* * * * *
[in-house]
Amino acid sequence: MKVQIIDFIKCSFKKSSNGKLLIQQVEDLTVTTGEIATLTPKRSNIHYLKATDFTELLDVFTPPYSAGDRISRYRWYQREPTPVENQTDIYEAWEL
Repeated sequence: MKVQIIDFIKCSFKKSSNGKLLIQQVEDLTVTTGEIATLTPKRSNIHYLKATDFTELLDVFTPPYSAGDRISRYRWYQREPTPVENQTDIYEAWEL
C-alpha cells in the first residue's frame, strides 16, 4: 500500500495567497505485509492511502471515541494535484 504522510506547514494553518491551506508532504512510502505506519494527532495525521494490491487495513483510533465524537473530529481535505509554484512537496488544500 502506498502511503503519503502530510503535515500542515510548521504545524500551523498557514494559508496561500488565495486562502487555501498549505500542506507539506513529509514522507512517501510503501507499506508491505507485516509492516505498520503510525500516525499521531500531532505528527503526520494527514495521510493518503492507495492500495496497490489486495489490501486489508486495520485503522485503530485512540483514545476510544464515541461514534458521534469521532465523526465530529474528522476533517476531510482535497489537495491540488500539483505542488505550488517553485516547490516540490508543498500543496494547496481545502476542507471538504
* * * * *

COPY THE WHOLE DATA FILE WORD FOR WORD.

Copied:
[in-house]
Amino acid sequence: MKVQIIDFIKCSFKKSSNGKLLIQQVEDLTVTTGEIATLTPKRSNIHYLKATDFTELLDVFTPPYSAGDRISRYRWYQREPTPVENQTDIYEAWEL
Repeated sequence: MKVQIIDFIKCSFKKSSNGKLLIQQVEDLTVTTGEIATLTPKRSNIHYLKATDFTELLDVFTPPYSAGDRISRYRWYQREPTPVENQTDIYEAWEL
C-alpha cells in the first residue's frame, strides 16, 4: 500500500495567497505485509492511502471515541494535484 504522510506547514494553518491551506508532504512510502505506519494527532495525521494490491487495513483510533465524537473530529481535505509554484512537496488544500 502506498502511503503519503502530510503535515500542515510548521504545524500551523498557514494559508496561500488565495486562502487555501498549505500542506507539506513529509514522507512517501510503501507499506508491505507485516509492516505498520503510525500516525499521531500531532505528527503526520494527514495521510493518503492507495492500495496497490489486495489490501486489508486495520485503522485503530485512540483514545476510544464515541461514534458521534469521532465523526465530529474528522476533517476531510482535497489537495491540488500539483505542488505550488517553485516547490516540490508543498500543496494547496481545502476542507471538504